Similar to balance sheets and bank statements used in day-to-day individual banking, a system is needed to record and quantify the materials that go into buildings.

On the one hand, this system will provide the knowledge required to address some of the challenges and the risks that recovered materials may pose.

On the other hand, it will help assign and monitor the residual value locked in building components.

Initially pioneered by Dutch architect, Thomas Rau, ‘material passports’ provide this documented identity that will hopefully prevent materials ever being lost in the anonymity of demolition waste.

This type of passport is already implemented in the Madaster platform (here), which is a commercially-licenced online register of materials and products used in different buildings. Buildings as Material Banks, BAMBs (here), have gone even further and have set out a comprehensive best-practice guide for creating such forms of material identification.

More recently, and closer to home, the London-based architecture practice, Orms, has developed its own version of material passports, with a view to supporting the reuse of materials from existing buildings.

To realise the vision of designing for circularity and reuse, sustained collaboration at all stages and between all stakeholders involved in the construction process is paramount.

Continuous engagement with manufacturers and suppliers will be crucial to understanding how individual products should be disassembled.

Demolition experts, in particular, should be involved in the early stages of the design process, and their role should focus more on the disassembly and repurposing of materials that would be otherwise needed as raw for new projects.

Change is happening

Several prominent organisations have been devoting significant time and expertise to crystalising ‘circular economy’ concepts across multiple sectors, including construction.

For instance, the Ellen MacArthur Foundation offers guidance on what steps can be taken to realise a circular built environment and articulates strong business models for circular economy in real estate (here).

Meanwhile, the UK Green Building Council has developed a guide for construction clients on how to address commercial obstacles that lie on the path to setting circular economy objectives for their projects, as well as a ‘how-to’ reuse guide, among others (here).

Likewise, Architects Climate Action Network (ACAN) has organised an event series aiming to educate the UK industry on how to apply circular economy principles across all RIBA (Royal Institute of British Architects) design stages. Recordings of these events are available online, here.

An example of repurposing an existing structure to accommodate changing needs is to be found in a former HMRC office building in Drumsheugh Gardens, Edinburgh.

The proposed approach is to convert the building (pictured – before and proposed after images) into a hotel by retaining and extending the existing structure, adapting the space plan and replacing the building fabric. The design team is currently exploring the feasibility of recovering the glass and reintroducing it into the manufacturing of new glass, thus avoiding downcycling.

The project was one of the case studies included in the SpACE pop-up Edinburgh architecture centre, that took place last year at the Old Lauriston Fire Station. The virtual exhibition is still open at the SpACE website, here.

Another example of ‘urban mining’ is Resource Rows, by the Lendager Group, including the reclamation of bricks bonded by cement-based mortars, which are notoriously difficult to separate. Instead of individual bricks, the new cladding is made of a collage of brick panels cut from obsolete buildings otherwise destined for demolition.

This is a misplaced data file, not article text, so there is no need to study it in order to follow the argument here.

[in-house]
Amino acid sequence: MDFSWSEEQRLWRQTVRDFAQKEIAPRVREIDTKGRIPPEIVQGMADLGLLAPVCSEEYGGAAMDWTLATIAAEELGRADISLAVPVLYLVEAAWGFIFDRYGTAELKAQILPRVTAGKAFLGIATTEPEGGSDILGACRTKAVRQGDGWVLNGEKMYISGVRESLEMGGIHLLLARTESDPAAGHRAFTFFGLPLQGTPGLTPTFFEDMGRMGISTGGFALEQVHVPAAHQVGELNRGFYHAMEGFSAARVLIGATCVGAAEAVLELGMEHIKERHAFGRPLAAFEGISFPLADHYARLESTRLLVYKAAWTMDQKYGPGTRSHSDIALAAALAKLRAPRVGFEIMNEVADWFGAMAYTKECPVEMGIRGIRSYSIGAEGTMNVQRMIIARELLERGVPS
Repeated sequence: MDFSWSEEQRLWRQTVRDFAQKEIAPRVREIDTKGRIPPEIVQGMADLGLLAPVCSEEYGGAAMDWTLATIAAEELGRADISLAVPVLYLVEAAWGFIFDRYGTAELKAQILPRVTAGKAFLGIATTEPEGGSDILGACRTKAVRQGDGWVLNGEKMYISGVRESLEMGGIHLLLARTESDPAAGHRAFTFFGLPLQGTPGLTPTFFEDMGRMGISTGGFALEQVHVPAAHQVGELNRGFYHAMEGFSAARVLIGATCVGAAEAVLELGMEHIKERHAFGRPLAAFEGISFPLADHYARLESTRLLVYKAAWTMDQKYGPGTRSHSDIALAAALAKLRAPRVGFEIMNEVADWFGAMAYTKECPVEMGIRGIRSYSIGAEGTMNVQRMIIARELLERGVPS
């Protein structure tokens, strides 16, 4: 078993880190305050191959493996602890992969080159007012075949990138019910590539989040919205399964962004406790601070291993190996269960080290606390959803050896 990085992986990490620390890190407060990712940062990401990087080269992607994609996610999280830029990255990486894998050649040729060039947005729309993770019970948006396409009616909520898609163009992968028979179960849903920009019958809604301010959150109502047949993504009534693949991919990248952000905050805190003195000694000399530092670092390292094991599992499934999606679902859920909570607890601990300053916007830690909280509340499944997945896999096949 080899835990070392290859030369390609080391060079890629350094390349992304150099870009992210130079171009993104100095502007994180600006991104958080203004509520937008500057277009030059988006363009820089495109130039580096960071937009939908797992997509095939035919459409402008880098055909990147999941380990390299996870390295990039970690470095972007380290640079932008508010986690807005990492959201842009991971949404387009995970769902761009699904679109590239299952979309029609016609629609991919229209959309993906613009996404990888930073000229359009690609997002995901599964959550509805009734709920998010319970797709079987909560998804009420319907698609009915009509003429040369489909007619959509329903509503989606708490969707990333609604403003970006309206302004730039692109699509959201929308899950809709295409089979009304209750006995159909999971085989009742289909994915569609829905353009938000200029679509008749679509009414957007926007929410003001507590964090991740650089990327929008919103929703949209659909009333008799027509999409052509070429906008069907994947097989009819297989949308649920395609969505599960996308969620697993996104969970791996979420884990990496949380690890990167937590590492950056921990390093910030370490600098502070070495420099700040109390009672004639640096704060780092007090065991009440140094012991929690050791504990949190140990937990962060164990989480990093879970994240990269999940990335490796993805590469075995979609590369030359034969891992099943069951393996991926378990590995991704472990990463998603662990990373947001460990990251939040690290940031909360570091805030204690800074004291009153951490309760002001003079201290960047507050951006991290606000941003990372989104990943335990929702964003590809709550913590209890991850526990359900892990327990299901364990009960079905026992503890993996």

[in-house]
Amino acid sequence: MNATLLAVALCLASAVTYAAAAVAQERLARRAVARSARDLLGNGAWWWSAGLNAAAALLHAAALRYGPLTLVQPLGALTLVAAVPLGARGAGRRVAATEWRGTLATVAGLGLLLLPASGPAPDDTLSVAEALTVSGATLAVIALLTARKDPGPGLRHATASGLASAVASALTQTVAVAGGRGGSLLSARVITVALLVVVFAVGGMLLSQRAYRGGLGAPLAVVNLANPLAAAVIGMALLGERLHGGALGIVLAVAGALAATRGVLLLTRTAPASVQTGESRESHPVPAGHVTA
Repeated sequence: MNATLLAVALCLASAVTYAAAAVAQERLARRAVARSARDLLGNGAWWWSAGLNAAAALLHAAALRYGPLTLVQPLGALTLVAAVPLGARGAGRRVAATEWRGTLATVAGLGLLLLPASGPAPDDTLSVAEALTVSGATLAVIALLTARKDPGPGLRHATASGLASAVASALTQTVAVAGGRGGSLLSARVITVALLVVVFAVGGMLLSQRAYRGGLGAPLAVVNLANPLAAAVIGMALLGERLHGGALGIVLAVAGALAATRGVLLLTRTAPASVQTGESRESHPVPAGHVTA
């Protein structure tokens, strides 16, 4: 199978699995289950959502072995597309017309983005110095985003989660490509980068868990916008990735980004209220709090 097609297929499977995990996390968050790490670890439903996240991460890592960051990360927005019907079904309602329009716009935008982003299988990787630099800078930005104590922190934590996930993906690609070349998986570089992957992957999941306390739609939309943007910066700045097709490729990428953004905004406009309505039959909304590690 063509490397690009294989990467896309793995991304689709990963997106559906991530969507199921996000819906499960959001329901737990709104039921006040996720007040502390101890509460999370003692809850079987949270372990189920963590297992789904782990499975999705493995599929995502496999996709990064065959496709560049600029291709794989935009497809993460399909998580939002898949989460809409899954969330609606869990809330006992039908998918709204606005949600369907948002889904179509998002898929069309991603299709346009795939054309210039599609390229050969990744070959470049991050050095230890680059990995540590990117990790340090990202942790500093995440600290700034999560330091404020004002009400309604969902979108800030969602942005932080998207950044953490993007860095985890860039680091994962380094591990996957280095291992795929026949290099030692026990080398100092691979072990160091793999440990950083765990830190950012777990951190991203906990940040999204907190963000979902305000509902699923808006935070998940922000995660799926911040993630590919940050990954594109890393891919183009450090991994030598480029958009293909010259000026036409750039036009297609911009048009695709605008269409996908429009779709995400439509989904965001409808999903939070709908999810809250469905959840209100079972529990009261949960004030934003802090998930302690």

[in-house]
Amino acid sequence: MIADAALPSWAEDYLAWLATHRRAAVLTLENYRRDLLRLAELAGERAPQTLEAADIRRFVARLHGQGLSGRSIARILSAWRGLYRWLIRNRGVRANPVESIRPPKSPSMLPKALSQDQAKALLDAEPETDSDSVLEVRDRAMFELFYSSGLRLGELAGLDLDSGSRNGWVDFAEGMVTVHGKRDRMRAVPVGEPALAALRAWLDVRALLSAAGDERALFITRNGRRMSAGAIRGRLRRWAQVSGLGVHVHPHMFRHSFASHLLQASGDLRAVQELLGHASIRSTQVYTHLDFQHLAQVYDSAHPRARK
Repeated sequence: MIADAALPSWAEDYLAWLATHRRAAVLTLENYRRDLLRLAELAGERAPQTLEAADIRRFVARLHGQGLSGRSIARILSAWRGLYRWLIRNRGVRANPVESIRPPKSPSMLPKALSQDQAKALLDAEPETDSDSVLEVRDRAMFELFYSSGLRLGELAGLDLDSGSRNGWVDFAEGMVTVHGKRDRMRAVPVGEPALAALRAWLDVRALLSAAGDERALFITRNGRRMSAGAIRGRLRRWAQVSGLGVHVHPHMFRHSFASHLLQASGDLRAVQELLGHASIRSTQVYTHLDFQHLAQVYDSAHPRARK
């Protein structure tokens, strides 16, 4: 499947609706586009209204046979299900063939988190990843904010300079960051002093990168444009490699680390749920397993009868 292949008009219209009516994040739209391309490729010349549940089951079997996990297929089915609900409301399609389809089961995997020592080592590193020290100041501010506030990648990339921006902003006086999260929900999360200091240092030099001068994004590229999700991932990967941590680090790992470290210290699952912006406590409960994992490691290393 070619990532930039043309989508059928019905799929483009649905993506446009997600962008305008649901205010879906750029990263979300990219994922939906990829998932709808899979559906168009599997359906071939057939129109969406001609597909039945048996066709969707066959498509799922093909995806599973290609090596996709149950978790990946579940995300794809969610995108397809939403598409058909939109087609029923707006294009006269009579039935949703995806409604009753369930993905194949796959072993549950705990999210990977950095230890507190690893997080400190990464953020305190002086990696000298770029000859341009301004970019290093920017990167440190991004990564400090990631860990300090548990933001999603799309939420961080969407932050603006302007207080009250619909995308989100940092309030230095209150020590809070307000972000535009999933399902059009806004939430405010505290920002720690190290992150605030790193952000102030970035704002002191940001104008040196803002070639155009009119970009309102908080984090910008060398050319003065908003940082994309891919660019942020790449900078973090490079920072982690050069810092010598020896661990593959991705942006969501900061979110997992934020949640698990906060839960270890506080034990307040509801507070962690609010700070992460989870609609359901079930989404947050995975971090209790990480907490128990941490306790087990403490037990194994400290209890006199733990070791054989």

Yet another is Venlo City Hall, in the Netherlands (here), designed as a ‘material bank’, where all materials used have been identified and catalogued. The material passports, together with a supplier ‘take-back’ programme, will ensure future recoverability and high-value reuse.

Importantly, the transition to a circular economy is being supported by new policies that encourage and require projects to demonstrate adherence to circular design principles.

For instance, the 2021 London Plan requires all major planning applications to include a Circular Economy Statement (here). Similarly, Policy 20 of Scotland’s fourth National Planning Framework (currently in draft form) makes provisions for “national and major developments to take into account circular economy principles and aim to reduce, reuse or recycle waste in line with the waste hierarchy” (here).

The profession is having constructive debates focused on minimising waste, the reliance on raw materials, and the environmental impact of buildings.

However, these discussions must be brought into mainstream and followed by concrete actions.

Applying the principles of circular design does not come without challenges.

Uncertainty around product performance and the liability of specifying reused materials, additional health and safety considerations at deconstruction stage, additional capital costs associated with designing and building for disassembly are just a few of the obstacles.

Although a number of exchange platforms for reused materials already exist – such as Globechain, Salvo and Enviromate – meaningfully shifting towards a circular economy will require an industry-wide infrastructure to support it: digital material databases linked with material passports as well as physical facilities to clean, store, test (where required) and resell reclaimed materials.

Change is definitely happening but, given the urgency to tackle the climate and biodiversity crisis, it needs to happen at a much faster pace.

Mariana Novosivschei is an architect with Michael Laird Architects

She writes: “The scope of this article is limited to aspects related to the deconstruction of buildings and reuse of materials. For a more comprehensive understanding of the circular economy in the built environment, the resources referred to in the text provide a good starting point.”

Picture credit: Michael Laird Architects